“I’m going to do everything in my power to make sure they are kept informed of when the meetings are and about the details of the plan as I find out what it is,” Merrick said. “I will continue to support these people and be their voice to the MARC Board and the county commission regarding this roadway.”

Merrick said the South Metro Connector Plan, as he sees it, has no benefit for the area or the people it is supposed to serve.

“It is a plan initiated by Cass County to benefit the people of Cass County,” Merrick said. “This is where the truck traffic will come from, and the people deserve a straight answer to the question about trucks from Gardner and coming west from Richards-Gebaur. You just don’t put a highway or a parkway through an area that has good houses that have been there for years and years.

“You also don’t put a road like this through where there is one of the most scenic areas of Johnson County just to satisfy the needs of Cass County residents,” Merrick added.

During the open house, held in the school’s gym, attendees viewed screen images of beautiful, bucolic scenes of existing parkways. One parkway shown was the George Washington Parkway in Washington D.C. But there were few cars in these pictures and no trucks. Several persons attending the open house claimed these pictures were misleading.

“Why are they showing pictures without any vehicles?” asked Chris Vanhoecke, who attended the open house with his wife Theresa; they live on 40 acres on 175th Street in Stilwell, and their property would be directly affected by the road.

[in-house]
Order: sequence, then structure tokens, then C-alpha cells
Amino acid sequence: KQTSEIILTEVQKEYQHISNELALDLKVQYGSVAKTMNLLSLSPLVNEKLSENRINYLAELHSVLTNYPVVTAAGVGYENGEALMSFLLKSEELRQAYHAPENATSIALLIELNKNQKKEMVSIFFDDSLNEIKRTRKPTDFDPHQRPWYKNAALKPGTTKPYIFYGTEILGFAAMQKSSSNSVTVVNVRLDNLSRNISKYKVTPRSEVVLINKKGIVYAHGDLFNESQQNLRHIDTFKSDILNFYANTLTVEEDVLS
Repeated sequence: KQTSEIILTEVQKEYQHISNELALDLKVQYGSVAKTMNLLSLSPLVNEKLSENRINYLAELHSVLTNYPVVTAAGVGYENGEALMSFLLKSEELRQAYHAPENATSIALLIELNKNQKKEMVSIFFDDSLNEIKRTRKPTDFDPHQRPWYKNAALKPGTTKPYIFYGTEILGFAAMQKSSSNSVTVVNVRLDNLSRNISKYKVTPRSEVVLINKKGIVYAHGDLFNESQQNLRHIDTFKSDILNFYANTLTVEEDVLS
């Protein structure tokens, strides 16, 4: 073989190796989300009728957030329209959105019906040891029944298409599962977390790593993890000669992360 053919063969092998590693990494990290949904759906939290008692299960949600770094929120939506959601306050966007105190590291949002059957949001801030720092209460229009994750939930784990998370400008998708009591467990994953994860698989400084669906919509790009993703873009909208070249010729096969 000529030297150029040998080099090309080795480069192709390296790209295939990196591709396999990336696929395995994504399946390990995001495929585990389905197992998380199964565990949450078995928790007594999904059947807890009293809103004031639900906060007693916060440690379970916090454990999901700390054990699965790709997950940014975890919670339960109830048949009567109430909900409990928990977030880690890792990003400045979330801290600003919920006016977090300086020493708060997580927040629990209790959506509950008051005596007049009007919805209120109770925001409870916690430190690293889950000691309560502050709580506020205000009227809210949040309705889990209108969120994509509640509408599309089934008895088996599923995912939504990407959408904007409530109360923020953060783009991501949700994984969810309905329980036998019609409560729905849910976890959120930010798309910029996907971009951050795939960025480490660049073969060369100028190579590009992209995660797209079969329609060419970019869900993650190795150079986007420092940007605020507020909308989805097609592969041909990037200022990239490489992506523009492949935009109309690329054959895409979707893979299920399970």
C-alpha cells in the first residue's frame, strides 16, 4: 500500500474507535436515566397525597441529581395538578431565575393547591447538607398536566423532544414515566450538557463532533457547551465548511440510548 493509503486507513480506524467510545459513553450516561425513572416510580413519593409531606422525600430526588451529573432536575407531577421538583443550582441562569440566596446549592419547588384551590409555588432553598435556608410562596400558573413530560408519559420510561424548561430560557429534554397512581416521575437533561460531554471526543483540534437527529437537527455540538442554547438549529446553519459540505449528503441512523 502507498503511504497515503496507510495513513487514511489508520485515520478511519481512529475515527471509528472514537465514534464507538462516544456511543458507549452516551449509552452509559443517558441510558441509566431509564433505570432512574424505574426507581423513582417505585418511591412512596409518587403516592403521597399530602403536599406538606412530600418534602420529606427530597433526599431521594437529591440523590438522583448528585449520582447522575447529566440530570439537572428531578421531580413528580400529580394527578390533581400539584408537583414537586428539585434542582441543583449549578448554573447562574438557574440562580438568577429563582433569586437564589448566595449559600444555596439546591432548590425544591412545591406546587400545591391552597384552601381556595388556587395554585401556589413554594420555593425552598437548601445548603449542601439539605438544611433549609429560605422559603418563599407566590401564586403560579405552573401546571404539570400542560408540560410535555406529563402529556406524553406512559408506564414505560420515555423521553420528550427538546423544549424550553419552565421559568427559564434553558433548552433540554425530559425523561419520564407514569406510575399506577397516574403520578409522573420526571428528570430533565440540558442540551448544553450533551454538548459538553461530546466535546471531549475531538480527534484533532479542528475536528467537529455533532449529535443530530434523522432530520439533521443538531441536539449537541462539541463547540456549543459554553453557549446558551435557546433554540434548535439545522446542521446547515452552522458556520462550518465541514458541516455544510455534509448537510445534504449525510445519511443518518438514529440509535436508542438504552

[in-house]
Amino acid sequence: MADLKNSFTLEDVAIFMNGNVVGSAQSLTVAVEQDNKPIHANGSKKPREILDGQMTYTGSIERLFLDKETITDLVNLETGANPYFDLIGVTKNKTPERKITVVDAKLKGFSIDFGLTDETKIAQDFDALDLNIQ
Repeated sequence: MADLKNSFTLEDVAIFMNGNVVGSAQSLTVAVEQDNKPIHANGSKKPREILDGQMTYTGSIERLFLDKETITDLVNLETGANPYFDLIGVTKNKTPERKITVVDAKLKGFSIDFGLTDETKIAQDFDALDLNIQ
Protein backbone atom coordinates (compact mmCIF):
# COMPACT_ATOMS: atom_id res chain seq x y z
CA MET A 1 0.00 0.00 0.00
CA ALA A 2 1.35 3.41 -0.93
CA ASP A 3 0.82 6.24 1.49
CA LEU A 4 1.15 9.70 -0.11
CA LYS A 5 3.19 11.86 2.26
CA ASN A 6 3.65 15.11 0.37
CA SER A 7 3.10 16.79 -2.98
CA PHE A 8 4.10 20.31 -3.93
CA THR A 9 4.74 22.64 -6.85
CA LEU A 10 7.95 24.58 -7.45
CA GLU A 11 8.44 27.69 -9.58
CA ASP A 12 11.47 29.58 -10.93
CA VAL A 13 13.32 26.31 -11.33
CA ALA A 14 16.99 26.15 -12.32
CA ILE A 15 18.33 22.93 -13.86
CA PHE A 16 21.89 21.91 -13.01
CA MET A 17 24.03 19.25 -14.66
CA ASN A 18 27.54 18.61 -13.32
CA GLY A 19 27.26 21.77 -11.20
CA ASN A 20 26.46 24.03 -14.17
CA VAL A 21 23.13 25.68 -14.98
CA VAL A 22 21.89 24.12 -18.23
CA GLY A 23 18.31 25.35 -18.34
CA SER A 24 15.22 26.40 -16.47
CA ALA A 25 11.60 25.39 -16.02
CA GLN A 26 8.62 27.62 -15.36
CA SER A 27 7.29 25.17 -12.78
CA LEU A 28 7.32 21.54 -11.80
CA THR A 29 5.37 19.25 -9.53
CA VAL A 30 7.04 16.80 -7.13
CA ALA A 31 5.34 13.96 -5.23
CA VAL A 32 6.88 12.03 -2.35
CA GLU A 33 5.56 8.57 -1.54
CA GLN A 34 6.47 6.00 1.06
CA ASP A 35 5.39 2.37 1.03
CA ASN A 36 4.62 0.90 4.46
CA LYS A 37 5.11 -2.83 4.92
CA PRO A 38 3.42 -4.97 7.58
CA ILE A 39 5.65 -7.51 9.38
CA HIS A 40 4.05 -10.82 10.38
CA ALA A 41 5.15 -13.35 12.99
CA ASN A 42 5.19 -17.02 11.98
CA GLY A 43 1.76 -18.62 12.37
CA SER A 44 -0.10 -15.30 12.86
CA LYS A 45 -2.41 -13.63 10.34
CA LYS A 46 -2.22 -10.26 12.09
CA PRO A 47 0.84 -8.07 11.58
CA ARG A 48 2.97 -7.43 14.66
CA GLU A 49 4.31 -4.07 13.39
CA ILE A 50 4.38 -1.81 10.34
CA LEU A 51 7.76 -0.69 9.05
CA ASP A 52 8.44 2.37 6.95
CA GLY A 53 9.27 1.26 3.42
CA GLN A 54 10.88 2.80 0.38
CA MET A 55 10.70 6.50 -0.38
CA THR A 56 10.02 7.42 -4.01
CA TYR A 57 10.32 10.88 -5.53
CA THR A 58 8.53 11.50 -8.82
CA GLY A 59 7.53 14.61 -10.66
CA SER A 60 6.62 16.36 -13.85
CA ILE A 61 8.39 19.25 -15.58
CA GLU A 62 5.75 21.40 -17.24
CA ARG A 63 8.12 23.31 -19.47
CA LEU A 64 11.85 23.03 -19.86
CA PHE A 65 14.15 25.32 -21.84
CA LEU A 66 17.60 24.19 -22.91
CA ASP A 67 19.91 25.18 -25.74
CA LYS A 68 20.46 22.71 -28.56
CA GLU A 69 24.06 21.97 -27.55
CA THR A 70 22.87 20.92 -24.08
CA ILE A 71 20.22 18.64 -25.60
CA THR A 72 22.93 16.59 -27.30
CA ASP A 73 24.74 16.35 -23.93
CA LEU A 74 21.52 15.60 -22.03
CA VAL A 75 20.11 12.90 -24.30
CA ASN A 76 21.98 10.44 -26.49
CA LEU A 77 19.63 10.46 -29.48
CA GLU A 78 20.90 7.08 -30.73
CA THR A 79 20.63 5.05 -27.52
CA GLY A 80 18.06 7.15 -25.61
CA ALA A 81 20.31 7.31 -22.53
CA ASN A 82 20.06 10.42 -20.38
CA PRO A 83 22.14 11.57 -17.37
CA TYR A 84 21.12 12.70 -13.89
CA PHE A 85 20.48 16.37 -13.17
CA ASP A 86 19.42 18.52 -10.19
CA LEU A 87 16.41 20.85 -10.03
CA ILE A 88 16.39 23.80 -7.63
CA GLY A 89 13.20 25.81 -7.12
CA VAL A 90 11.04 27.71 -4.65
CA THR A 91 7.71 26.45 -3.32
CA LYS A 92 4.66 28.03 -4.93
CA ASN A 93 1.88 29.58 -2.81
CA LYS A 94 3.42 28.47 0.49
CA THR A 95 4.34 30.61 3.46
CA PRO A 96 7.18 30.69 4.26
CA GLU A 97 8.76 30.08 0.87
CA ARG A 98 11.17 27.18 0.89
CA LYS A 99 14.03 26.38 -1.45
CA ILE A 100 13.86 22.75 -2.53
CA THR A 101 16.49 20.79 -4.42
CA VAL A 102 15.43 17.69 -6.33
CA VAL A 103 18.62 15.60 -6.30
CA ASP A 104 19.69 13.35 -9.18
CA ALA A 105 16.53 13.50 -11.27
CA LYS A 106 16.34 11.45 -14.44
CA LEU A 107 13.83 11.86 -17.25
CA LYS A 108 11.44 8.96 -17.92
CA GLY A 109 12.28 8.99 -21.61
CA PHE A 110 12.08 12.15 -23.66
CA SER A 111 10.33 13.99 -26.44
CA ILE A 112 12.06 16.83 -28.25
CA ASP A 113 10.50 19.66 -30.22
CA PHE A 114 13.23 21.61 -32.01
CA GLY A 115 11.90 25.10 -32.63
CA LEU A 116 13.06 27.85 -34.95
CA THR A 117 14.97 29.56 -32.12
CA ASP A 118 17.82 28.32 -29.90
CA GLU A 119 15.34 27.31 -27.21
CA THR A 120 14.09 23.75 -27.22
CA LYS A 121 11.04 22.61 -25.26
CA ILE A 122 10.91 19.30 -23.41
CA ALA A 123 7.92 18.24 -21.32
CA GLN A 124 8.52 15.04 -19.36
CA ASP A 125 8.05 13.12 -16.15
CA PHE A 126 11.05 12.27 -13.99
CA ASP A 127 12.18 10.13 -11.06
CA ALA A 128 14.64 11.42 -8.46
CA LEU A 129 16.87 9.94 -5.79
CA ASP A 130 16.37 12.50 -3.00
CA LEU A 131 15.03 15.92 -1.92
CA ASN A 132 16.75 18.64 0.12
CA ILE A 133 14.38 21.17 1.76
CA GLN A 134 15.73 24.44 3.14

“Why are they lying to us about this being a parkway?” Vanhoecke asked. “It’s a truck route. It’s the 21st Century Parkway done five miles at a time. If in fact this is only a five-mile stretch of roadway we’re talking about, why is MARC being paid by Olathe? Olathe is miles to the west of this location.

“The biggest problem I have is our county government lying to us about what this thing is,” Vanhoecke continued. “It’s a superhighway for trucks to get from the BNSF Intermodal in Gardner to 71 Highway and Richards-Gebaur, an off-loading area for Kansas City Southern trains.

“I think they’re putting lipstick on a pig and trying to sell it to us as a Prom date,” Vanhoecke said.

Connie Chapman, who lives on 175th Street between Mission Road and Kenneth Road, said she does not live as close to the proposed road as some do, adding: “We’ll see it and hear it.

“I’m incredibly concerned about trucks,” Chapman said. “It seems that is the main problem with this plan, that they’re not addressing the fact that trucks, semi-trailers, that are looking to cross over into the other state from Kansas or Missouri, will be trying to avoid going through downtown Kansas City or across I-435 and are going to want to use this road.

“The point is if you’re in Gardner and want to go south on 71 Highway or east on I-70, you’re going to look for the quickest and shortest route,” Chapman said. “Will trucks use this road to travel east and west? Will this be a connecting link between U.S. 71 and I-35?

“That question is not being answered,” Chapman said. “They do not have the answer to that. They act as if we’re too stupid to understand.”

David A. Lindstrom, a former Chiefs player who now is a businessman and Third District County Commissioner, was besieged at the open house with such questions and frank comments about the South Metro Connector.

Lindstrom, who said he has not made up his mind about the project, told eKC online that he will get “accurate information, definite answers to their questions.”

Asked when these answers will be forthcoming, Lindstrom said, “I think tonight was part of the process. The people got a lot of information. We will continue to develop the process of addressing the transportation needs in Johnson County.”

Tom Bogdon can be contacted at tjbogdon@yahoo.com.